Illustration: Sarah Grillo/Axios

The NCAA men's basketball tournament makes up more than 75% of the organization's annual revenue, so ever since March Madness was canceled, college administrators have been bracing for an economic gut punch.

Driving the news: The NCAA delivered the blow yesterday, announcing that it will distribute just $225 million to Division I conferences and schools for 2020 — less than half of the $600 million that had originally been budgeted.

  • The NCAA said $50 million will come from its reserve fund, while a $270 million event cancellation insurance policy will help pay off the remaining distribution.

Between the lines: Lower divisions will also be taking a substantial hit, with D-II schools projected to receive $30 million less than last year (~$13.9 million), and D-III schools projected to receive $22 million less than last year (~$10.7 million).

Why it matters: This massive slashing of revenue distribution will affect athletic departments big and small, "likely starting with staffing reductions or salary freezes and eventually causing schools to reduce scholarships and potentially cut sports entirely," writes The Athletic's Nicole Auerbach (subscription).

The big picture: Many schools are already refunding student fees for the semester, and with spring (and potentially winter) athletes expected to be granted an extra year of eligibility, rosters and costs could balloon next year.

  • Add it all up and the impact that the coronavirus will have on college campuses is almost hard to fathom. A D-I basketball tournament was canceled and a D-III swimmer might feel the brunt of it.

The bottom line: The college sports world was already living in a new financial reality before yesterday's announcement, but now that they know the extent of the damage, "it feels more real," says NC State athletic director Boo Corrigan.

Go deeper: Coronavirus disrupts sporting events around the world

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Louisville officer: "Breonna Taylor would be alive" if we had served no-knock warrant

Breonna Taylor memorial in Louisville. Photo: Brandon Bell/Getty Images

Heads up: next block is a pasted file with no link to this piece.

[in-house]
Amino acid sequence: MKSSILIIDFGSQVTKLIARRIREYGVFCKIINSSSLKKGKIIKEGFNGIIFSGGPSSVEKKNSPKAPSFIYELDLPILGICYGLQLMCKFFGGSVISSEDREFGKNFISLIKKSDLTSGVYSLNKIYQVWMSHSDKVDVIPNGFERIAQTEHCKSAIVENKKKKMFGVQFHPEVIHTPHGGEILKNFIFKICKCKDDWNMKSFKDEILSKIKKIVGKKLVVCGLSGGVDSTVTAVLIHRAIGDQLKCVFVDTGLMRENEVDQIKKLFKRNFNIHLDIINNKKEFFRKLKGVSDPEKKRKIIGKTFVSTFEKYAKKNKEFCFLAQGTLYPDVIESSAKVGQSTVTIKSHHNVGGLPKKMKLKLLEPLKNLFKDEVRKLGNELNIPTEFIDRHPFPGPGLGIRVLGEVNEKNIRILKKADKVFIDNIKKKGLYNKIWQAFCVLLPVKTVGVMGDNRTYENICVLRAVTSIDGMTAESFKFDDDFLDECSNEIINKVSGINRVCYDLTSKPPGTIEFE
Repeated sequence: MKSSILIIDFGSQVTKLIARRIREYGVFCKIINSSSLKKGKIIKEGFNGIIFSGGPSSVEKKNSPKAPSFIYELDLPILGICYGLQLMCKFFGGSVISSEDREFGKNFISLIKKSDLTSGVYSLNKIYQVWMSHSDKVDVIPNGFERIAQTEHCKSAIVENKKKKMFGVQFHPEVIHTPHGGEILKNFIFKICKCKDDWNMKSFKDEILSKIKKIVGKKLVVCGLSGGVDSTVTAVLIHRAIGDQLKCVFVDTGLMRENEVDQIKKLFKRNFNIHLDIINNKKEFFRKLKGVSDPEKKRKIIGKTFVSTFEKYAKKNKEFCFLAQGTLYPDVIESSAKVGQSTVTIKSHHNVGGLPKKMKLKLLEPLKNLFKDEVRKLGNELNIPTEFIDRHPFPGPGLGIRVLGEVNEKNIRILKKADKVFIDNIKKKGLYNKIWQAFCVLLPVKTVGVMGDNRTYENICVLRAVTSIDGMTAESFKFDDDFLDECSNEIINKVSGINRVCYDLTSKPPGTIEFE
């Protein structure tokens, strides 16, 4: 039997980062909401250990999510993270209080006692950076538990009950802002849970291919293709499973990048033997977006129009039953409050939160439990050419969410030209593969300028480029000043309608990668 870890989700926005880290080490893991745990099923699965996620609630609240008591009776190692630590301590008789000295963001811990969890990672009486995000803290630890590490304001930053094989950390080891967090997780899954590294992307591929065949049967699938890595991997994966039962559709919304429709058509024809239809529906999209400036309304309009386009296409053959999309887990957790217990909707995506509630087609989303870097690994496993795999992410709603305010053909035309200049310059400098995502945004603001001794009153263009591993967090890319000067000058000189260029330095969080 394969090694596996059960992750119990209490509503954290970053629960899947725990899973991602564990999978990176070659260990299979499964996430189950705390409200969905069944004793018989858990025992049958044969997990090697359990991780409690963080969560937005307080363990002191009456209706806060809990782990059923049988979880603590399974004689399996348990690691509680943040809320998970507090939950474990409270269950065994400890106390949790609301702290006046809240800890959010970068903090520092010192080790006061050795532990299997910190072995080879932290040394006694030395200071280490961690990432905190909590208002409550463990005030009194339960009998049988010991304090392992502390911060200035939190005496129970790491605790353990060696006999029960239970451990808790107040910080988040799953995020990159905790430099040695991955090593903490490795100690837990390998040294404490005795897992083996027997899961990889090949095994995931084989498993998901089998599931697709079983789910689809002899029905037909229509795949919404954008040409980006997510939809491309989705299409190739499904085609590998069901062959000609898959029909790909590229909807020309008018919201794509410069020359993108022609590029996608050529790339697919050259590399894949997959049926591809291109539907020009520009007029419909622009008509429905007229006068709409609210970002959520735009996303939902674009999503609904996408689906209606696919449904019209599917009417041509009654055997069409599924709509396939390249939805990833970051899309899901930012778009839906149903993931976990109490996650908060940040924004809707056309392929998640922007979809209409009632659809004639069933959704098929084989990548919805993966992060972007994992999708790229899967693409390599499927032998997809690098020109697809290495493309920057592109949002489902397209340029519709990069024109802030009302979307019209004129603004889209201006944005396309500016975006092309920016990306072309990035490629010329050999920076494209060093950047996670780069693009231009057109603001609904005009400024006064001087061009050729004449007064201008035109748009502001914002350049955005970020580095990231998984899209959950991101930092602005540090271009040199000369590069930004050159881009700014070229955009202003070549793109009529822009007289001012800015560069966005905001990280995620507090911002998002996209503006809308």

Sgt. Jonathan Mattingly, the Louisville officer who led the botched police raid that caused the death of Breonna Taylor, said the No. 1 thing he wishes he had done differently is either served a "no-knock" warrant or given five to 10 seconds before entering the apartment: "Breonna Taylor would be alive, 100 percent."

Driving the news: Mattingly, who spoke to ABC News and Louisville's Courier Journal for his public interview, was shot in the leg in the initial moments of the March 13 raid. Mattingly did not face any charges after Kentucky Attorney General Daniel Cameron said he and another officer were "justified" in returning fire to protect themselves against Taylor's boyfriend.

U.S. vs. Google — the siege begins

Illustration: Sarah Grillo/Axios

The Justice Department fired the starter pistol on what's likely to be a years-long legal siege of Big Tech by the U.S. government when it filed a major antitrust suit Tuesday against Google.

The big picture: Once a generation, it seems, federal regulators decide to take on a dominant tech company. Two decades ago, Microsoft was the target; two decades before that, IBM.

Dion Rabouin, author of Markets
2 hours ago - Economy & Business

Why the stimulus delay isn't a crisis (yet)

Illustration: Aïda Amer/Axios

If the impasse between House Speaker Nancy Pelosi and the White House on a new stimulus deal is supposed to be a crisis, you wouldn't know it from the stock market, where prices continue to rise.

  • That's been in no small part because U.S. economic data has held up remarkably well in recent months thanks to the $2 trillion CARES Act and Americans' unusual ability to save during the crisis.